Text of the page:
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2017 Volvo XC60 goes through the crash test gauntlet: video

By WhichCar Staff, 09 Mar 2017 Car News

2017 Volvo XC60 goes through the crash test gauntlet: video

Volvo sacrifices several examples of its upcoming all-new XC60 to the crash-test gods in the name of improving vehicle safety

The Volvo brand is synonymous with safety. The Swedish automaker has built its reputation on its innovation and research into protecting road users, and has long been an innovator when it comes to developing cutting-edge safety systems for its cars.

It’s virtually a given that Volvos like the new 2018 Volvo XC60 will be packed to the brim with the latest and greatest safety features, both active and passive, but just how safe will it keep its passengers?

We’re heading toward an era where human error is a shrinking factor in road safety, thanks to steady improvements in autonomous technology. Volvo has a stated goal that nobody will die in any Volvo vehicle by the year 2020, but we’re not quite there just yet – accidents will still happen, unfortunately.

The new XC60 was revealed in Geneva and comes loaded with an array of driver-assist safety technology. To prove just how far the carmaker is willing to go to ensure its vehicles maintain its sterling reputation for safety, Volvo has released videos of the arduous crash tests the 2018 XC60 had to endure to get ready for sale.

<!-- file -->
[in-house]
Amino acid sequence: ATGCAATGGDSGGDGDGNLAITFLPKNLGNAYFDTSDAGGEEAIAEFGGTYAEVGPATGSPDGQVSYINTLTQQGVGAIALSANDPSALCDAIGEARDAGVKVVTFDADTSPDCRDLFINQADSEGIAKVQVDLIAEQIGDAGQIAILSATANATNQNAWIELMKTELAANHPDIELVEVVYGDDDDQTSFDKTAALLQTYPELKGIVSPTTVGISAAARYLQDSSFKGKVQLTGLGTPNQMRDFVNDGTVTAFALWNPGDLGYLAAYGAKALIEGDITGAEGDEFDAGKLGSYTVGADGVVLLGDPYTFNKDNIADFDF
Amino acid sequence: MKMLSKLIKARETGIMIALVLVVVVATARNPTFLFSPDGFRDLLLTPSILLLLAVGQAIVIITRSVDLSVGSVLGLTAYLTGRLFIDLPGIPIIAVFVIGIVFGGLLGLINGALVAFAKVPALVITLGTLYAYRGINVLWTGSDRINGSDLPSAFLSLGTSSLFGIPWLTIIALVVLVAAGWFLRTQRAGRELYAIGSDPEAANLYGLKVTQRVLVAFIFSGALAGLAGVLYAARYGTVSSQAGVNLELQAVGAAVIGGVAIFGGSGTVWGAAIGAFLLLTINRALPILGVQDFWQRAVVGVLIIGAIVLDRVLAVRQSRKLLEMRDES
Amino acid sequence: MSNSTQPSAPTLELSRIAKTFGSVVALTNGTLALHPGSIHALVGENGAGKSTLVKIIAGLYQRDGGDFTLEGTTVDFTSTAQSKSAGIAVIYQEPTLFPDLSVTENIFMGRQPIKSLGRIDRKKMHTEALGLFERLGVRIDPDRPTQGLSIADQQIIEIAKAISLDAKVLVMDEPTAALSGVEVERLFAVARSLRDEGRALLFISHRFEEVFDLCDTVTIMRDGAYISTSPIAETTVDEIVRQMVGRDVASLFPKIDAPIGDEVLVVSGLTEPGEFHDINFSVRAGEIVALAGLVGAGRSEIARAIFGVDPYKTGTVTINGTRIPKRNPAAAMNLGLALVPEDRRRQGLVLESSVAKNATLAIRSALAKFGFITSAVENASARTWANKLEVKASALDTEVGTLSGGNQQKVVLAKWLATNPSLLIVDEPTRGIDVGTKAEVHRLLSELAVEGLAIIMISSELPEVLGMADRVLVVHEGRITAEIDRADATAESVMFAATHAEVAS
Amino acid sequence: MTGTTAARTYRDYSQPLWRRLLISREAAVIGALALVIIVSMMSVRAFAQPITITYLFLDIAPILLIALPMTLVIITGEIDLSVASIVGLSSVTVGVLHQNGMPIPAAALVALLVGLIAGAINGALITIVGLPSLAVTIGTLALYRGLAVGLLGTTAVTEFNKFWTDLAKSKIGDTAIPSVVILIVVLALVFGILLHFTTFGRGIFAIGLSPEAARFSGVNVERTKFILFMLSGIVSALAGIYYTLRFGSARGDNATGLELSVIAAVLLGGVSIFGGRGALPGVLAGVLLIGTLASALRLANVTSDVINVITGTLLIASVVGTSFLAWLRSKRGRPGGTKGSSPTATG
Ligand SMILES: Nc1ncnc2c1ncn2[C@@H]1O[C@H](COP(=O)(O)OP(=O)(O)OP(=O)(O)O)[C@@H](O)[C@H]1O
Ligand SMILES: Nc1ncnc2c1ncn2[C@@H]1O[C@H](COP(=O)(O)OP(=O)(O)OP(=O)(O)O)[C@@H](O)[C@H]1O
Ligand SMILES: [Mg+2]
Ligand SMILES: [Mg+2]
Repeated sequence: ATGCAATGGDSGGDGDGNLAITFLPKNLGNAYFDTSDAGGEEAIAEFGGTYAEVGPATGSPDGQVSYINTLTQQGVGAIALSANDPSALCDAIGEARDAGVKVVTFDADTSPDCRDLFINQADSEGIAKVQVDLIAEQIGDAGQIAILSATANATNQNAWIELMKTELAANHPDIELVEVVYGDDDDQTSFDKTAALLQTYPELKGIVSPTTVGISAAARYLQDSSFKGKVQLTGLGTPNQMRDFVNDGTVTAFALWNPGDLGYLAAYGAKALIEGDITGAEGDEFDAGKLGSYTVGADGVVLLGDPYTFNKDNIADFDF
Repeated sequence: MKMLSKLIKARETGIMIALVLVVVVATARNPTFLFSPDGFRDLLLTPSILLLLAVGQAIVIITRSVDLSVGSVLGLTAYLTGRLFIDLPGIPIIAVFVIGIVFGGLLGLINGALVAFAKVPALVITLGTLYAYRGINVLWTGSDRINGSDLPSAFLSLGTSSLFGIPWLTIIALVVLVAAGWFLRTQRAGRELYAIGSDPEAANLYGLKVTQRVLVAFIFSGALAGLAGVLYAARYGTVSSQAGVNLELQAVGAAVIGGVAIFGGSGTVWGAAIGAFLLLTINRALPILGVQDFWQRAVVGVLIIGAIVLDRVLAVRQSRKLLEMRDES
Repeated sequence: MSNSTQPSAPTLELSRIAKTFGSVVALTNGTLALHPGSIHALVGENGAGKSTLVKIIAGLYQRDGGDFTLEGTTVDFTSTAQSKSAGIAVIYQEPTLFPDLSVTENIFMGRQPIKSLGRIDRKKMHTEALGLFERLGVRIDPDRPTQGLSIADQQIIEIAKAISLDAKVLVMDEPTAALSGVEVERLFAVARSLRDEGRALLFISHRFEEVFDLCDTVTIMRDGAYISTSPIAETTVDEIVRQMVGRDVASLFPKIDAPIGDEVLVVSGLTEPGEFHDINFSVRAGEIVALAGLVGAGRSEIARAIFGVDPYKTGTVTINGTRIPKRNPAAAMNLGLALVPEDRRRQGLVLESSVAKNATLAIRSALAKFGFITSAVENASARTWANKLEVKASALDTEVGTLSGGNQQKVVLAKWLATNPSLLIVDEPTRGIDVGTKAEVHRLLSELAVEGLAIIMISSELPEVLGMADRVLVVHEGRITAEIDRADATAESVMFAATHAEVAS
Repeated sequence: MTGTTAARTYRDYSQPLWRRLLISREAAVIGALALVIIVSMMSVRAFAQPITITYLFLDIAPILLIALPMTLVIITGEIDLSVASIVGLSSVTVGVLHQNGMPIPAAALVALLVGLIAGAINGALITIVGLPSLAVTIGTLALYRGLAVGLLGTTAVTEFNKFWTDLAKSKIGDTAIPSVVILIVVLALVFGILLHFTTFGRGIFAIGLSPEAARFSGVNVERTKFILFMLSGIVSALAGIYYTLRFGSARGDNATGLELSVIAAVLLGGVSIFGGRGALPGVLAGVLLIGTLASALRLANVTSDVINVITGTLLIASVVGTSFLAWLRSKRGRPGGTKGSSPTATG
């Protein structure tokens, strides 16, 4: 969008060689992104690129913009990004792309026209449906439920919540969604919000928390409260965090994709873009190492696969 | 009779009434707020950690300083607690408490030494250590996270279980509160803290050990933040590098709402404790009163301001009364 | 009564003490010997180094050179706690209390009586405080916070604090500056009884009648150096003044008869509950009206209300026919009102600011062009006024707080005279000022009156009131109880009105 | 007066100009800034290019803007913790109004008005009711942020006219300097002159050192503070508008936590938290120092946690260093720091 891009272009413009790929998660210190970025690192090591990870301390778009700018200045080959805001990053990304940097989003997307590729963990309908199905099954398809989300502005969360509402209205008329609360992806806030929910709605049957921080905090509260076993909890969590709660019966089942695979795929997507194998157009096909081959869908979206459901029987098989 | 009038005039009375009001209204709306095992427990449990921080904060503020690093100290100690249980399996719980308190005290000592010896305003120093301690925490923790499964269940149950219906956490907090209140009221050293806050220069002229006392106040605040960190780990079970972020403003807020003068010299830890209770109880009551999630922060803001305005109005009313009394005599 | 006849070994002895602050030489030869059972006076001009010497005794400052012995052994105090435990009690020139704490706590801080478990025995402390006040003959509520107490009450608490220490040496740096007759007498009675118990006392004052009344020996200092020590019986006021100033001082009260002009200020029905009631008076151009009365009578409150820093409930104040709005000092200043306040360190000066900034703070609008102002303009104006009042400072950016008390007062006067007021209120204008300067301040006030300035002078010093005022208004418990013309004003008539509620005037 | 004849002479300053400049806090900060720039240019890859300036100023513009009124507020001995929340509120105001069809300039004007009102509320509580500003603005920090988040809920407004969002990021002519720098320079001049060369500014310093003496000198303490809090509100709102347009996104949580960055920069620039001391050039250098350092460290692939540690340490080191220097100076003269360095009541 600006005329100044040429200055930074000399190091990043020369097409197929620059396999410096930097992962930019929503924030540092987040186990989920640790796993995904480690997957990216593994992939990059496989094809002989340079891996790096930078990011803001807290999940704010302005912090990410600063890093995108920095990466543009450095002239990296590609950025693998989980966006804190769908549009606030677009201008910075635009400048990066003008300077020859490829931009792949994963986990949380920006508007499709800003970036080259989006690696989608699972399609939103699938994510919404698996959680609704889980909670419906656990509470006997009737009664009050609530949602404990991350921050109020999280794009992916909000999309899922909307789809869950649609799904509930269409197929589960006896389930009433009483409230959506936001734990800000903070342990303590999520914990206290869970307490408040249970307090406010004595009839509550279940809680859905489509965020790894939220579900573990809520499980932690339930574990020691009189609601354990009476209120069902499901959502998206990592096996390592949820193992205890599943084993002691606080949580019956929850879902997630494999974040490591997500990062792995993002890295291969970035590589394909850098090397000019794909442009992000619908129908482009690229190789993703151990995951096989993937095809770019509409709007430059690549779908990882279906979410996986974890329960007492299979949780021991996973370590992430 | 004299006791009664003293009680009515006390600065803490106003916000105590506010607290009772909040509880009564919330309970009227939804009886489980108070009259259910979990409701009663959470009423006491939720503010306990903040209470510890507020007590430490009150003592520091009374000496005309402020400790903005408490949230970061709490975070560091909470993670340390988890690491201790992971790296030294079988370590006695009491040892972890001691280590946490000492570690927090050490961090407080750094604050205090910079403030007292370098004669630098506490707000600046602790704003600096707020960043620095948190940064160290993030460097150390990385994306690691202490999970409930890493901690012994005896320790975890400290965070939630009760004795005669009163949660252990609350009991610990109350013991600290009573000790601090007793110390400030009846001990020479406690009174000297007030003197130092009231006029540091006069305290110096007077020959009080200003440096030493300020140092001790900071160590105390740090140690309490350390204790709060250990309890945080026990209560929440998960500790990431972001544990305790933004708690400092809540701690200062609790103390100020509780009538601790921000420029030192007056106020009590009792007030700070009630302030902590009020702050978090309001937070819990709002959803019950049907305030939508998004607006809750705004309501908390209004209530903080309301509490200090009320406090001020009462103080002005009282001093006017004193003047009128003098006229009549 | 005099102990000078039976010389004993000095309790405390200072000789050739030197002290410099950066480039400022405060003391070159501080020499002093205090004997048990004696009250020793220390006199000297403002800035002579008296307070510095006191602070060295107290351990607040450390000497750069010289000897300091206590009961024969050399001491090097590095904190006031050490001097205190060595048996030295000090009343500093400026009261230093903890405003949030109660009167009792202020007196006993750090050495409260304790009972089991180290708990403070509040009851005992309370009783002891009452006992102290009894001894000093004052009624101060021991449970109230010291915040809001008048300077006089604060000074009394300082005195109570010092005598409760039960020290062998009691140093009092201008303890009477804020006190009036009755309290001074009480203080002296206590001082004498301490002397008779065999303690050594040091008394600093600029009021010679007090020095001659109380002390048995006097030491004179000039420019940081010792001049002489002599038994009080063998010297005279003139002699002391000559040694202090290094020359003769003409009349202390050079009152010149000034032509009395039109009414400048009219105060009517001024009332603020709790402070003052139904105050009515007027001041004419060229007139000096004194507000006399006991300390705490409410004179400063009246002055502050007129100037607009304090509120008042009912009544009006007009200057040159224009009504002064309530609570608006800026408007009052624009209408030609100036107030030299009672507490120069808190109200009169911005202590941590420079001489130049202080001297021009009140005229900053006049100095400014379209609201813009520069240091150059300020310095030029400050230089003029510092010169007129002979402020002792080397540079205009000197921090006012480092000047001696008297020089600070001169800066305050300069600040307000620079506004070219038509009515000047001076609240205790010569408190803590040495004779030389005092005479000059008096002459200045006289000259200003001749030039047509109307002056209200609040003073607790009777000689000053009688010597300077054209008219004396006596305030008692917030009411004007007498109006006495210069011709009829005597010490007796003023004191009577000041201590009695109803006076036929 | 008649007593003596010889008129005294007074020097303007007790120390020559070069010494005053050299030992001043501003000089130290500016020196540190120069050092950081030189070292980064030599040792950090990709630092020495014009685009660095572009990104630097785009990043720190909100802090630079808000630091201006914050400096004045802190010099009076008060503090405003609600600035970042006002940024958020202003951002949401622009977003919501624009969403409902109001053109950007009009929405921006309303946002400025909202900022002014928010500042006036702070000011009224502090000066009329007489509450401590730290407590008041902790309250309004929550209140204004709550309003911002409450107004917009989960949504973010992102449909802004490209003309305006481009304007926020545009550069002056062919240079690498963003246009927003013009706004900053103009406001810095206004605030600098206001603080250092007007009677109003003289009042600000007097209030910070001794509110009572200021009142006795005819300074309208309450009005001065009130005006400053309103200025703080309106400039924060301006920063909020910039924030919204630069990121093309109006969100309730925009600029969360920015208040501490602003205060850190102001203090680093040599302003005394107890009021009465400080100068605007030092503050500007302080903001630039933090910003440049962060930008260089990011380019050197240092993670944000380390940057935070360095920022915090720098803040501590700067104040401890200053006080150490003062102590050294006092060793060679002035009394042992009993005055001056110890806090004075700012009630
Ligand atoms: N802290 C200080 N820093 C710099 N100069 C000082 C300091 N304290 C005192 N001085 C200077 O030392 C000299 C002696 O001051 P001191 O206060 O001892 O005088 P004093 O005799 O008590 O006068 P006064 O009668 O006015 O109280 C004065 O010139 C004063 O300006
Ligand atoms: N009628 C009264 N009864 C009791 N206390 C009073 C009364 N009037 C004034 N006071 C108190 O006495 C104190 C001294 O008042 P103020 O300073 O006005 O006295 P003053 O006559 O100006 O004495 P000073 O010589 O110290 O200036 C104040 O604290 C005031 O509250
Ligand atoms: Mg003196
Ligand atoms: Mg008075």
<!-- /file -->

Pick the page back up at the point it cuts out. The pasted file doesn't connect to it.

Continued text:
One video shows a rollover test for the XC60 at 48km/h, where it’s pushed off a platform, with crash dummies inside, and rolls several times before coming to a halt on its side. Another shows the XC60 smash head-on into a barrier at 56km/h and the third is a small overlap test at 64km/h where the driver’s side hits a stationary barrier.

All three videos are pretty unnerving. Watching a car’s exterior collapse around it, suspension break and sheet metal peel away is bound to make you wince.

What’s quite extraordinary about the video, however, is that there is little intrusion to the cabin. Thanks to the design of the XC60, the car keeps the passengers relatively safe – all of the energy being dissipated in the crash goes into breaking what’s outside of the cabin, not what’s inside.